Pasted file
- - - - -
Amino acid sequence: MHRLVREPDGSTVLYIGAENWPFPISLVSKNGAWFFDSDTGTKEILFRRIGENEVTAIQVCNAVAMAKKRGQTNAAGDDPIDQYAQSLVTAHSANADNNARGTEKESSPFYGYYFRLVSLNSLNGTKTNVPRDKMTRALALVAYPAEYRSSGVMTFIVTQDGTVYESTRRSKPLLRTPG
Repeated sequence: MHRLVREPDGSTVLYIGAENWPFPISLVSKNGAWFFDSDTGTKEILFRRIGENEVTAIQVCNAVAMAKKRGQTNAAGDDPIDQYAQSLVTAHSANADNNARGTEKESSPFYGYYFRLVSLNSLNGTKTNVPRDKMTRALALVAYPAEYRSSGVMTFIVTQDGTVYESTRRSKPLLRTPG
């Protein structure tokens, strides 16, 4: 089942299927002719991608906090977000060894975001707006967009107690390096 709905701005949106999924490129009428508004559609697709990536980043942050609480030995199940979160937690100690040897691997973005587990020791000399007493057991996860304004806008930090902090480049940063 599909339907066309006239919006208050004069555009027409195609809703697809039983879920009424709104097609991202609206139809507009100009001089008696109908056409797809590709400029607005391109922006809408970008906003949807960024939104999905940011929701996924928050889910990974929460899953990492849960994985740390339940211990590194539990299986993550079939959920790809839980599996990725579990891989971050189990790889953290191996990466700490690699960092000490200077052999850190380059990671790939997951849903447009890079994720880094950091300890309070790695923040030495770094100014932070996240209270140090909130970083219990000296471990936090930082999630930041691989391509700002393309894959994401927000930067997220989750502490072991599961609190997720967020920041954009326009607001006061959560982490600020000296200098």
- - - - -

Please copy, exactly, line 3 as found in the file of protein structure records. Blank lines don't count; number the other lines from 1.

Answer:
């Protein structure tokens, strides 16, 4: 089942299927002719991608906090977000060894975001707006967009107690390096 709905701005949106999924490129009428508004559609697709990536980043942050609480030995199940979160937690100690040897691997973005587990020791000399007493057991996860304004806008930090902090480049940063 599909339907066309006239919006208050004069555009027409195609809703697809039983879920009424709104097609991202609206139809507009100009001089008696109908056409797809590709400029607005391109922006809408970008906003949807960024939104999905940011929701996924928050889910990974929460899953990492849960994985740390339940211990590194539990299986993550079939959920790809839980599996990725579990891989971050189990790889953290191996990466700490690699960092000490200077052999850190380059990671790939997951849903447009890079994720880094950091300890309070790695923040030495770094100014932070996240209270140090909130970083219990000296471990936090930082999630930041691989391509700002393309894959994401927000930067997220989750502490072991599961609190997720967020920041954009326009607001006061959560982490600020000296200098």